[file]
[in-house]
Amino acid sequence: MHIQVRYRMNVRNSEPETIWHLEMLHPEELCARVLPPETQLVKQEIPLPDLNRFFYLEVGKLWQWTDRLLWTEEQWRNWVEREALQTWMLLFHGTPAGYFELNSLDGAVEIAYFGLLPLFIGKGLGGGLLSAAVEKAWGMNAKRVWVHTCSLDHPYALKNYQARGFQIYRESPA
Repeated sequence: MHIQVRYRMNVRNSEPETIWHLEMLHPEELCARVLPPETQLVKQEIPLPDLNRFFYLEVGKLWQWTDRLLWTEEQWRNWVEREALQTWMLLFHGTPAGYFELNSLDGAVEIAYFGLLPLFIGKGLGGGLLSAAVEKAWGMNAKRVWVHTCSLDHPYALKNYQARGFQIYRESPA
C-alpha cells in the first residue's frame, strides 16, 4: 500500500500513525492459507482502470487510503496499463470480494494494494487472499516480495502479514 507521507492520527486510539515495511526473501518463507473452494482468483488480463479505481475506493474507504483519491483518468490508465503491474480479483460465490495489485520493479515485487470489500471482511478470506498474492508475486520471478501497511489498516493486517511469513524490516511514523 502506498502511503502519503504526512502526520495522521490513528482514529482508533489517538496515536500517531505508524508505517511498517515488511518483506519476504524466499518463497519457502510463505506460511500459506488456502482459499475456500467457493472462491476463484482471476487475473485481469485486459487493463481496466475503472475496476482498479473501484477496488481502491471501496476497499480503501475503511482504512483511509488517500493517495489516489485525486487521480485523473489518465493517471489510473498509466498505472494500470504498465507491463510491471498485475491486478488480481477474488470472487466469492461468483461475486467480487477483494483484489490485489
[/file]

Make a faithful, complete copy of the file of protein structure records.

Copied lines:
[in-house]
Amino acid sequence: MHIQVRYRMNVRNSEPETIWHLEMLHPEELCARVLPPETQLVKQEIPLPDLNRFFYLEVGKLWQWTDRLLWTEEQWRNWVEREALQTWMLLFHGTPAGYFELNSLDGAVEIAYFGLLPLFIGKGLGGGLLSAAVEKAWGMNAKRVWVHTCSLDHPYALKNYQARGFQIYRESPA
Repeated sequence: MHIQVRYRMNVRNSEPETIWHLEMLHPEELCARVLPPETQLVKQEIPLPDLNRFFYLEVGKLWQWTDRLLWTEEQWRNWVEREALQTWMLLFHGTPAGYFELNSLDGAVEIAYFGLLPLFIGKGLGGGLLSAAVEKAWGMNAKRVWVHTCSLDHPYALKNYQARGFQIYRESPA
C-alpha cells in the first residue's frame, strides 16, 4: 500500500500513525492459507482502470487510503496499463470480494494494494487472499516480495502479514 507521507492520527486510539515495511526473501518463507473452494482468483488480463479505481475506493474507504483519491483518468490508465503491474480479483460465490495489485520493479515485487470489500471482511478470506498474492508475486520471478501497511489498516493486517511469513524490516511514523 502506498502511503502519503504526512502526520495522521490513528482514529482508533489517538496515536500517531505508524508505517511498517515488511518483506519476504524466499518463497519457502510463505506460511500459506488456502482459499475456500467457493472462491476463484482471476487475473485481469485486459487493463481496466475503472475496476482498479473501484477496488481502491471501496476497499480503501475503511482504512483511509488517500493517495489516489485525486487521480485523473489518465493517471489510473498509466498505472494500470504498465507491463510491471498485475491486478488480481477474488470472487466469492461468483461475486467480487477483494483484489490485489